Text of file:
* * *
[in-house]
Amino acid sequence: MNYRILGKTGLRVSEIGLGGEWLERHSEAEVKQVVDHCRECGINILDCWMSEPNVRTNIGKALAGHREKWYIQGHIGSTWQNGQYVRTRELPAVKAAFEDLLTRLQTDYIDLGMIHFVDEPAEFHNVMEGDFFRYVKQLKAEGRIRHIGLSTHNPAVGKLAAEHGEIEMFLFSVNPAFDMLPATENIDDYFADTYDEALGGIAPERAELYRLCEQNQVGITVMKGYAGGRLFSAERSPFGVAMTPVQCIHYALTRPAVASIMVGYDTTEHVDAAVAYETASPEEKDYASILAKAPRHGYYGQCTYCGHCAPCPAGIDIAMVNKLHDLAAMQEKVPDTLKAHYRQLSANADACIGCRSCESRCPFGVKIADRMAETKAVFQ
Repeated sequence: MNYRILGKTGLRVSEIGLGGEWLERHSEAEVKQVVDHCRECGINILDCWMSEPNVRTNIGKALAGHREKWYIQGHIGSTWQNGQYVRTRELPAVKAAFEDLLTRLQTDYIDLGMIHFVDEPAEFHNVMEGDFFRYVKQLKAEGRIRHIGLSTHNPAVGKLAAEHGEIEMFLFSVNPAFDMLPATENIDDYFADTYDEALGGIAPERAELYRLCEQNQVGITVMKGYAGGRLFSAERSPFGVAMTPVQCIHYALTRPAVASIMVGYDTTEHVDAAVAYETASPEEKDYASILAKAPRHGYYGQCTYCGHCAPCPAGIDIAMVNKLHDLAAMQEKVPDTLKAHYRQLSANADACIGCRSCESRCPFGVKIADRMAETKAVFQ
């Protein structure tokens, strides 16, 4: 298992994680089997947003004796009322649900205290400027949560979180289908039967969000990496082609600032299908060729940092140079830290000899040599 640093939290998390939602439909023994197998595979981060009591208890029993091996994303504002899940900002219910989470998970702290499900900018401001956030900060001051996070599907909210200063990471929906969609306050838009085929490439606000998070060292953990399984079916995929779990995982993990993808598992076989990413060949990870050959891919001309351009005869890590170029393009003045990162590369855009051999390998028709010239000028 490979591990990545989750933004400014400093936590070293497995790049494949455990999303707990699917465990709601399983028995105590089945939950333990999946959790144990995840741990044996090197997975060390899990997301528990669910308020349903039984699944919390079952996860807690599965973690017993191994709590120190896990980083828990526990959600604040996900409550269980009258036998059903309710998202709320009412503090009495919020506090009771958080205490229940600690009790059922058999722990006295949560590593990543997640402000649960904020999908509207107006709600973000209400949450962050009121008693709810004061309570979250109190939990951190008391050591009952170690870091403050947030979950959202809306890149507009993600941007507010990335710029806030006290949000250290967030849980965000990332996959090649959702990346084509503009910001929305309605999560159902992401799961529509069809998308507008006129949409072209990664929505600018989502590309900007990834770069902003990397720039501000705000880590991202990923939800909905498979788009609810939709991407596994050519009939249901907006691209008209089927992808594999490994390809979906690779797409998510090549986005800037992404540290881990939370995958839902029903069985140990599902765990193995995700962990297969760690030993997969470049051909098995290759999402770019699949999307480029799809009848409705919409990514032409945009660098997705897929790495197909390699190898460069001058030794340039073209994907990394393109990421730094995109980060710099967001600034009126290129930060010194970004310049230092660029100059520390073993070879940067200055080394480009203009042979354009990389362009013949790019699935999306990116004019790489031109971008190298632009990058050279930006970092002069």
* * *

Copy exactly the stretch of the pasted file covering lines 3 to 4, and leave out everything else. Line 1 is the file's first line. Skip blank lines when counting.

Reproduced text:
Repeated sequence: MNYRILGKTGLRVSEIGLGGEWLERHSEAEVKQVVDHCRECGINILDCWMSEPNVRTNIGKALAGHREKWYIQGHIGSTWQNGQYVRTRELPAVKAAFEDLLTRLQTDYIDLGMIHFVDEPAEFHNVMEGDFFRYVKQLKAEGRIRHIGLSTHNPAVGKLAAEHGEIEMFLFSVNPAFDMLPATENIDDYFADTYDEALGGIAPERAELYRLCEQNQVGITVMKGYAGGRLFSAERSPFGVAMTPVQCIHYALTRPAVASIMVGYDTTEHVDAAVAYETASPEEKDYASILAKAPRHGYYGQCTYCGHCAPCPAGIDIAMVNKLHDLAAMQEKVPDTLKAHYRQLSANADACIGCRSCESRCPFGVKIADRMAETKAVFQ
């Protein structure tokens, strides 16, 4: 298992994680089997947003004796009322649900205290400027949560979180289908039967969000990496082609600032299908060729940092140079830290000899040599 640093939290998390939602439909023994197998595979981060009591208890029993091996994303504002899940900002219910989470998970702290499900900018401001956030900060001051996070599907909210200063990471929906969609306050838009085929490439606000998070060292953990399984079916995929779990995982993990993808598992076989990413060949990870050959891919001309351009005869890590170029393009003045990162590369855009051999390998028709010239000028 490979591990990545989750933004400014400093936590070293497995790049494949455990999303707990699917465990709601399983028995105590089945939950333990999946959790144990995840741990044996090197997975060390899990997301528990669910308020349903039984699944919390079952996860807690599965973690017993191994709590120190896990980083828990526990959600604040996900409550269980009258036998059903309710998202709320009412503090009495919020506090009771958080205490229940600690009790059922058999722990006295949560590593990543997640402000649960904020999908509207107006709600973000209400949450962050009121008693709810004061309570979250109190939990951190008391050591009952170690870091403050947030979950959202809306890149507009993600941007507010990335710029806030006290949000250290967030849980965000990332996959090649959702990346084509503009910001929305309605999560159902992401799961529509069809998308507008006129949409072209990664929505600018989502590309900007990834770069902003990397720039501000705000880590991202990923939800909905498979788009609810939709991407596994050519009939249901907006691209008209089927992808594999490994390809979906690779797409998510090549986005800037992404540290881990939370995958839902029903069985140990599902765990193995995700962990297969760690030993997969470049051909098995290759999402770019699949999307480029799809009848409705919409990514032409945009660098997705897929790495197909390699190898460069001058030794340039073209994907990394393109990421730094995109980060710099967001600034009126290129930060010194970004310049230092660029100059520390073993070879940067200055080394480009203009042979354009990389362009013949790019699935999306990116004019790489031109971008190298632009990058050279930006970092002069």